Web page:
Ammonia Micro-Resistojet Propulsion System for CubeSats

Award Information
Department of Defense
Award Year:
Phase II
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Small Business Information
MA, Natick, MA, 01760-1023
Hubzone Owned:
Minority Owned:
Woman Owned:
Principal Investigator:
Kurt Hohman
Director, Electrothermal
(508) 655-5565
Business Contact:
Judy Budny
Contracts Administrator
(508) 655-5565
Research Institute:
Busek proposes to develop a flight prototype micro resistojet (MRJ) propulsion system for CubeSat satellites. Ammonia has been chosen as the propellant because it is self-pressurizing, relatively high density, and is well suited as a cold gas propellant for propulsive attitude and control system. The MRJ system will be base-lined at 5 Watts with options up to 15 Watts total power, 5 milliNewton thrust and predicted 165 second specific impulse. CubeSats, especially 3U (10cm x 10cm x 30cm) sized, are becoming a viable option for low cost, minimal functionality missions. Though very useful for University student development, the lack of propulsion limits the usefulness and practicality for the US Air Force. The addition of the proposed propulsion system creates a maneuverable vehicle that, at the very least, has enough delta V for a prolonged Low Earth Orbit mission. For a 3U/3kg Cubesat, the proposed MRJ system will enable a 230 day, 300km circular orbit. With the addition of propulsive ACS, polar orbits, GEO and elliptical orbits become practical for CubeSats. One example is a 365 day Sun-Synchronous elliptical orbit with a 235km perigee and 1000km apogee. The MRJ system can also be used for controlled deorbit of the CubeSat. BENEFIT: The successful completion of this micro propulsion program will facilitate pico and nano sized spacecraft missions well beyond University student training and thrust them into mainstream space applications. The micro resistojet enables a wealth of missions including observation, interferometer missions, space situational awareness/inspectors and defenders, fractionated systems, and many more. The CubeSat format will give the USAF an inexpensive architecture which could be expanded to dozens to hundreds of spacecrafts; though this architecture has only been chosen as the envelope for the baseline development with multiple options for larger spacecraft available upon completion. In addition to the DOD applications, NASA could benefit from this micro propulsion for both LEO drag makeup and formation flying applications.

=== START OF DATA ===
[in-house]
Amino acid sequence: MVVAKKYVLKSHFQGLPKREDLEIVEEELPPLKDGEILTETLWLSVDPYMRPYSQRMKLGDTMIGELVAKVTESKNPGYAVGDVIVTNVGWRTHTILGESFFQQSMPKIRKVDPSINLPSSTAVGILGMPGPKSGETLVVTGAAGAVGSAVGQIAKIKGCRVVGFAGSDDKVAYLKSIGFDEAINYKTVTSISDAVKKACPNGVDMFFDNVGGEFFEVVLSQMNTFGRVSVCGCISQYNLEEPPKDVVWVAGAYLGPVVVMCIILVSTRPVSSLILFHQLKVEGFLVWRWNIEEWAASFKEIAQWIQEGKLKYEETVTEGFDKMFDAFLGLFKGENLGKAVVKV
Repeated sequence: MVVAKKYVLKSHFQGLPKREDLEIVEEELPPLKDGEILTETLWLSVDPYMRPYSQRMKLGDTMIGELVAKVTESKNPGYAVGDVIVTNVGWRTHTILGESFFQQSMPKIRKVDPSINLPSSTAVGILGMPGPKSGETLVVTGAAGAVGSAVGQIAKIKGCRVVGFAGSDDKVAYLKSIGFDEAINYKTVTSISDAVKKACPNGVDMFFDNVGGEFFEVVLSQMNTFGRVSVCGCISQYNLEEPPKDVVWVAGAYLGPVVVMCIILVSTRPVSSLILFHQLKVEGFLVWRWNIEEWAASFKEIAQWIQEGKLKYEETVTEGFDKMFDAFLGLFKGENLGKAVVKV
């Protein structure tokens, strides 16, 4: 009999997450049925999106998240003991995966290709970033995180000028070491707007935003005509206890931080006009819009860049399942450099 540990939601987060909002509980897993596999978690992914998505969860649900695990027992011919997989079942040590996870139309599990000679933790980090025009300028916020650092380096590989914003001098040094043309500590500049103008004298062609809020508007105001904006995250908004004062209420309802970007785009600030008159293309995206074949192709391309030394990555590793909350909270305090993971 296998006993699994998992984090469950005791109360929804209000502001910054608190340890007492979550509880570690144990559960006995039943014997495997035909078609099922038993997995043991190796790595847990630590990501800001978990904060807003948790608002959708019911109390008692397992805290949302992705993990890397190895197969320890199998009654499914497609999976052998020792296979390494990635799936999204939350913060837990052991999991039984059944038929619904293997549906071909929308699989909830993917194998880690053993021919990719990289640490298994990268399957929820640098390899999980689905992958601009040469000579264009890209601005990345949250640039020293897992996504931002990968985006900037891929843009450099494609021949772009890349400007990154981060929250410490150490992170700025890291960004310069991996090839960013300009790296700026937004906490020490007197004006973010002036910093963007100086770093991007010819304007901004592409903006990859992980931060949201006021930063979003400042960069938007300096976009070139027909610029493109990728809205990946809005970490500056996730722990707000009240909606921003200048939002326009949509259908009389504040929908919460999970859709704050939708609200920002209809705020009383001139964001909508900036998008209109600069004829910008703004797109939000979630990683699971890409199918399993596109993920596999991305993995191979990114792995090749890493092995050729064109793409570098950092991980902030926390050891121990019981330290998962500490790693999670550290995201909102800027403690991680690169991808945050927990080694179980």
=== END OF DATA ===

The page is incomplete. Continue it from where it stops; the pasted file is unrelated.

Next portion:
* information listed above is at the time of submission.

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